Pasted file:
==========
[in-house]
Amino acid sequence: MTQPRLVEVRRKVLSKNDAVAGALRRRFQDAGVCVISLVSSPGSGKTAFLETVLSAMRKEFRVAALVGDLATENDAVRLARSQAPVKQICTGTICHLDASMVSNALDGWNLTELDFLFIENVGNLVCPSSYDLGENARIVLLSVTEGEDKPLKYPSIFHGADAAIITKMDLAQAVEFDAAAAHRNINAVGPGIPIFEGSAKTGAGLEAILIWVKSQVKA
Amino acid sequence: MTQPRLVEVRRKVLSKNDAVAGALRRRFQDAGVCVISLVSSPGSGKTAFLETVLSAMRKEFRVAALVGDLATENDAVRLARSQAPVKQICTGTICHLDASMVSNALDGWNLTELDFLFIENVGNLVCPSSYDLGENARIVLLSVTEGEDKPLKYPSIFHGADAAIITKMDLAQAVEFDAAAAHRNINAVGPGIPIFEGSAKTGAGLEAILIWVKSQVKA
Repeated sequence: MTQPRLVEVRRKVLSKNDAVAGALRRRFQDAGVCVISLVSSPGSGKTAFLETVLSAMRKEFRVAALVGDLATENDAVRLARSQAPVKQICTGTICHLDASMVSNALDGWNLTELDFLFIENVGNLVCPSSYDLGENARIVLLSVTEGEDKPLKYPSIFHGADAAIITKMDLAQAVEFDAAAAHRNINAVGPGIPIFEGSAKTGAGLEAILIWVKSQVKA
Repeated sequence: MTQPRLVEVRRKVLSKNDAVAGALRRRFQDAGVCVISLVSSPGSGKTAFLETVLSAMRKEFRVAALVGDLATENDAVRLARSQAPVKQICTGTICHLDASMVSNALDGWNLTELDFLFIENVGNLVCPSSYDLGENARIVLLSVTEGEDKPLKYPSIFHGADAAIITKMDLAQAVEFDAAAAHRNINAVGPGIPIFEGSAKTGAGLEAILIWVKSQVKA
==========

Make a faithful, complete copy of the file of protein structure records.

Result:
[in-house]
Amino acid sequence: MTQPRLVEVRRKVLSKNDAVAGALRRRFQDAGVCVISLVSSPGSGKTAFLETVLSAMRKEFRVAALVGDLATENDAVRLARSQAPVKQICTGTICHLDASMVSNALDGWNLTELDFLFIENVGNLVCPSSYDLGENARIVLLSVTEGEDKPLKYPSIFHGADAAIITKMDLAQAVEFDAAAAHRNINAVGPGIPIFEGSAKTGAGLEAILIWVKSQVKA
Amino acid sequence: MTQPRLVEVRRKVLSKNDAVAGALRRRFQDAGVCVISLVSSPGSGKTAFLETVLSAMRKEFRVAALVGDLATENDAVRLARSQAPVKQICTGTICHLDASMVSNALDGWNLTELDFLFIENVGNLVCPSSYDLGENARIVLLSVTEGEDKPLKYPSIFHGADAAIITKMDLAQAVEFDAAAAHRNINAVGPGIPIFEGSAKTGAGLEAILIWVKSQVKA
Repeated sequence: MTQPRLVEVRRKVLSKNDAVAGALRRRFQDAGVCVISLVSSPGSGKTAFLETVLSAMRKEFRVAALVGDLATENDAVRLARSQAPVKQICTGTICHLDASMVSNALDGWNLTELDFLFIENVGNLVCPSSYDLGENARIVLLSVTEGEDKPLKYPSIFHGADAAIITKMDLAQAVEFDAAAAHRNINAVGPGIPIFEGSAKTGAGLEAILIWVKSQVKA
Repeated sequence: MTQPRLVEVRRKVLSKNDAVAGALRRRFQDAGVCVISLVSSPGSGKTAFLETVLSAMRKEFRVAALVGDLATENDAVRLARSQAPVKQICTGTICHLDASMVSNALDGWNLTELDFLFIENVGNLVCPSSYDLGENARIVLLSVTEGEDKPLKYPSIFHGADAAIITKMDLAQAVEFDAAAAHRNINAVGPGIPIFEGSAKTGAGLEAILIWVKSQVKA